400,000 Ontarians Living With AMD

by Admin on July 16, 2012

(http://www.maculardegenerations.com) Hundreds of thousands of people in the Province of Ontario are living with either the wet or dry form of age-related macular degeneration (AMD), according to HealthZone.ca on 23 June.

According to the online article, 400,000 Ontarians are presently living with AMD, an eye condition that could lead to blindness. What’s more, this number is expected to jump to 800,000 by 2030. Previous report have noted that the number of people who come down with AMD will likely rise worldwide as age expectancies increase due to advances in medicine.

Meanwhile, the article noted that the province may not be up to the challenge of meeting the eye wellness needs of its residents. According to the article, the number of ophthalmologists working in Ontario has not risen in proportion to the growth of the population. For instance, there were 408 eye surgeons working in Ontario back in 1992 compared to 441 in 2009, an increase of 8%. However, from 1992 to 2009, the population in Ontario rose by approximately 30%.

And things could get worse before they get better. For instance, the average ophthalmologist worked, due to the growing number of people in Ontario requiring eye care, 20% more in 2010 than in 2006. Furthermore, the article noted that eye doctors graduating in Ontario could be motivated to either move their practices to, or begin their practices in, other provinces so that they are not forced to provide important exams at a net loss to their operations. Potentially making this problem even worse is a development occurring south of the border. According to the article, the U.S. is proactively recruiting Canadian doctors on the heels of studies forecasting a 90,000 doctor shortage by 2015 in the U.S..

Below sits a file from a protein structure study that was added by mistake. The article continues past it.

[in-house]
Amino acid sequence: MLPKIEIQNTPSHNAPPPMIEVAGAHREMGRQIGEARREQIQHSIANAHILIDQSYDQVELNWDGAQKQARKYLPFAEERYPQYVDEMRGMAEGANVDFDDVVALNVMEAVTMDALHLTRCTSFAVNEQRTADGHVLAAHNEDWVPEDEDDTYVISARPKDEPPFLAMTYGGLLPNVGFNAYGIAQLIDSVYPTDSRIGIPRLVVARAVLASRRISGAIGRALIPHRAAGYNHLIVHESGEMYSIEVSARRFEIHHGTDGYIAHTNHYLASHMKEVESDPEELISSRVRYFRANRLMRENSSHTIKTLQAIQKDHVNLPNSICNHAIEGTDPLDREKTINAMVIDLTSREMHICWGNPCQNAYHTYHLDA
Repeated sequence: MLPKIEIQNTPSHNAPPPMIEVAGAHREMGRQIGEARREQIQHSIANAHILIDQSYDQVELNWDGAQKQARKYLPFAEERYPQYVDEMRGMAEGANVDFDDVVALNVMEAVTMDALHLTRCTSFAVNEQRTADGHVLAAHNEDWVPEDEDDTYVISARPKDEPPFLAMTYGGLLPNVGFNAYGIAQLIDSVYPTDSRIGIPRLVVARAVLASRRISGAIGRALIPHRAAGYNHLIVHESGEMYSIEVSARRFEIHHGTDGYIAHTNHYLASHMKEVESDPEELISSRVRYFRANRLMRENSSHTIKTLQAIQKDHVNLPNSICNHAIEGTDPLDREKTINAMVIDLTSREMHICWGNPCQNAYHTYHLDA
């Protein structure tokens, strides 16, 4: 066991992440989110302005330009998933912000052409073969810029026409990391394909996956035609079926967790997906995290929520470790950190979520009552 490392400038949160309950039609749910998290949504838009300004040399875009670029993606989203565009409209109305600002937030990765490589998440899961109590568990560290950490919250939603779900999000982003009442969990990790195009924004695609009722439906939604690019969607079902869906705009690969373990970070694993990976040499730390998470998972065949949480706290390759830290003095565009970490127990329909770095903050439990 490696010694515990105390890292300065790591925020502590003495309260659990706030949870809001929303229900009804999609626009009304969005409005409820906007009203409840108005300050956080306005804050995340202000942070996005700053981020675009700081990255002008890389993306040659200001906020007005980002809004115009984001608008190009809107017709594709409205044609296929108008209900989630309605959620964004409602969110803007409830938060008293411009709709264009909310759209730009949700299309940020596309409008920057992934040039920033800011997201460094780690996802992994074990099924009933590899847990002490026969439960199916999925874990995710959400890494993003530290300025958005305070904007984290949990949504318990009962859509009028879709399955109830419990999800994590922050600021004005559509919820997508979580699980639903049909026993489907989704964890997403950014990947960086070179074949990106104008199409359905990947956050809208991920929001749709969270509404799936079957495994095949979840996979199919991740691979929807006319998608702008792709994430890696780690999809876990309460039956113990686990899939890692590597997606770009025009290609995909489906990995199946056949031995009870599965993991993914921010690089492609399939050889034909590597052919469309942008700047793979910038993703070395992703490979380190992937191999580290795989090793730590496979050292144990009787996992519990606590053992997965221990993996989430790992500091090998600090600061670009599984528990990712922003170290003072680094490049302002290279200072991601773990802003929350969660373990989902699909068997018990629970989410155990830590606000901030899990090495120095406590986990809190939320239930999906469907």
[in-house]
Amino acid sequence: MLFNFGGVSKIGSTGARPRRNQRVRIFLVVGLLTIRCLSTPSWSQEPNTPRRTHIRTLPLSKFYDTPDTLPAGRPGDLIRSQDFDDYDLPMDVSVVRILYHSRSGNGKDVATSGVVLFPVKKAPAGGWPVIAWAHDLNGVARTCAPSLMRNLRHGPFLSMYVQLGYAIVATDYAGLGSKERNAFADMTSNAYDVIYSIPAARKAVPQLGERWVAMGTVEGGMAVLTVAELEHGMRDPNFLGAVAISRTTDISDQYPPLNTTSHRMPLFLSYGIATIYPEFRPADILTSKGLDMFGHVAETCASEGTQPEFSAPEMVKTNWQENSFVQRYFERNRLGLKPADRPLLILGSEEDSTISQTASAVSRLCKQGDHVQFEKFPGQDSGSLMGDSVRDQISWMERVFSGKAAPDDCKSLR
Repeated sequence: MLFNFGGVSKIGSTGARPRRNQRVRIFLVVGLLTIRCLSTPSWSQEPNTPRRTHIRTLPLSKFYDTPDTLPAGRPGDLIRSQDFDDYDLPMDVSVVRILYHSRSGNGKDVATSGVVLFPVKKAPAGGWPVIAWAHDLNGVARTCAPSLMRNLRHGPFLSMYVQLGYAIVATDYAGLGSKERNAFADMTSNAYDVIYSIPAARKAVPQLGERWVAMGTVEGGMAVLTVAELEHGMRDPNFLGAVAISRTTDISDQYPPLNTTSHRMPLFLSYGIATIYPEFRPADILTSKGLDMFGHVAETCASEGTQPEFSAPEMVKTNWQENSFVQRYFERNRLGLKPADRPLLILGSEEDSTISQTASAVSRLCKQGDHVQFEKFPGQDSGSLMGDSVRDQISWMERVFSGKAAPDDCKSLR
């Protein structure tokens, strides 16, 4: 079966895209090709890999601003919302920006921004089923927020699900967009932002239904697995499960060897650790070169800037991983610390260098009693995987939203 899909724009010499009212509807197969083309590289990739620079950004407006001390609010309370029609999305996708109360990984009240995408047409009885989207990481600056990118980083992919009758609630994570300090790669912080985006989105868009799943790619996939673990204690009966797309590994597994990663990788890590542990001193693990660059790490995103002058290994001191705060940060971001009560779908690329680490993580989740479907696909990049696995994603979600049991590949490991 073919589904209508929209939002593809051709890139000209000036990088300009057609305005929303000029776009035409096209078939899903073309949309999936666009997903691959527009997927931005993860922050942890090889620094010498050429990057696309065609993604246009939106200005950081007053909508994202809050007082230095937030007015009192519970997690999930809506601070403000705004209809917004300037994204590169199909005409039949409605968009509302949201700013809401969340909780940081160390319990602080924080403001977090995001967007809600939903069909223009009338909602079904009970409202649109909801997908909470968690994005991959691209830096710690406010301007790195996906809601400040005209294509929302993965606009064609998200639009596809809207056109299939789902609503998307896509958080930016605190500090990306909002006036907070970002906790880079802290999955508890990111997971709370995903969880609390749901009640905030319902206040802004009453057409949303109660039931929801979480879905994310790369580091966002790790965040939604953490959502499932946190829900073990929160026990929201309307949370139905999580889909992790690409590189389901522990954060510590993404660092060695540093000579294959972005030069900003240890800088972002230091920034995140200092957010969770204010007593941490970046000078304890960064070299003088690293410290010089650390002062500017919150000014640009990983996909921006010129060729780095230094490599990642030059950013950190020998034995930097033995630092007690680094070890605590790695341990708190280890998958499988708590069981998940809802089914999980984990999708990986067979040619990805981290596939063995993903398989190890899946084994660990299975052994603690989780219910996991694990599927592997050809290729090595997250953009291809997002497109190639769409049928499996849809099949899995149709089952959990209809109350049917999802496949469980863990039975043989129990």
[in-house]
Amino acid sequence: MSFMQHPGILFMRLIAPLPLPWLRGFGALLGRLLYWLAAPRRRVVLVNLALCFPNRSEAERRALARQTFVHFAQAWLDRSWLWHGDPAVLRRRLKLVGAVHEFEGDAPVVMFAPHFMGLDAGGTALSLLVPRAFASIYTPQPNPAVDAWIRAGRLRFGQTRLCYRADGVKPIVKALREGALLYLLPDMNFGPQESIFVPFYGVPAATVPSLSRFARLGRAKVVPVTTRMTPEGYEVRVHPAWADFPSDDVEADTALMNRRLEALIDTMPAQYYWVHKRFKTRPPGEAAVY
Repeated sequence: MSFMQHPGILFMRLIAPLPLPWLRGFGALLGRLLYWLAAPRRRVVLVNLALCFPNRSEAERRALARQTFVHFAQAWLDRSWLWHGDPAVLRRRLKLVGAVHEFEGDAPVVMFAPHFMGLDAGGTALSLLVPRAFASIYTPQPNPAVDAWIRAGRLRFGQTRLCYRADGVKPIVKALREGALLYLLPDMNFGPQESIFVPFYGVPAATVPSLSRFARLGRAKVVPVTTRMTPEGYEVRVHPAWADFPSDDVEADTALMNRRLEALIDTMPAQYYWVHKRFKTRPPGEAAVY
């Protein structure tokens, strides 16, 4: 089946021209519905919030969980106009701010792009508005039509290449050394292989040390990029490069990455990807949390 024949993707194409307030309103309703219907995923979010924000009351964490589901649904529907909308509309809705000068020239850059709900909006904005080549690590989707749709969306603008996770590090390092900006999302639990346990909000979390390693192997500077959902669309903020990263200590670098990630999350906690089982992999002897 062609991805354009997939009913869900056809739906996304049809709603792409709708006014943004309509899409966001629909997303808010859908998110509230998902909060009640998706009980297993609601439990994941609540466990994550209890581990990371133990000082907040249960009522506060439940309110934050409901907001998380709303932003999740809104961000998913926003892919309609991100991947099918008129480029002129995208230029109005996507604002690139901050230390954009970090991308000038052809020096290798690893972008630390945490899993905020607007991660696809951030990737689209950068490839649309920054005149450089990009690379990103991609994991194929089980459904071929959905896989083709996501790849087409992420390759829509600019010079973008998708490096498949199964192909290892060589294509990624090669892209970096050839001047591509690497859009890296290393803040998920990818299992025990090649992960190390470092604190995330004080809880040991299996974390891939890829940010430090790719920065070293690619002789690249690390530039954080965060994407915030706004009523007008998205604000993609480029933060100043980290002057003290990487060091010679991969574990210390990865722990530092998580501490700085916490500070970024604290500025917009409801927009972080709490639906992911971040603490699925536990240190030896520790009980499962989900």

According to the article, research reveals that the average senior who is living with AMD would exchange as much as 45% of how ever long they have to live for any vision lost to the eye condition.

Whether any of these findings actually lead to the sort of changes that encourage more eye doctors to stay in or to set up shop in Ontario remains to be seen.  The article did not suggest what steps the Government of Ontario or any other group might take to help fix the situation.

Reference: http://www.healthzone.ca/health/article/1214554–by-the-numbers-the-facts-about-eye-care

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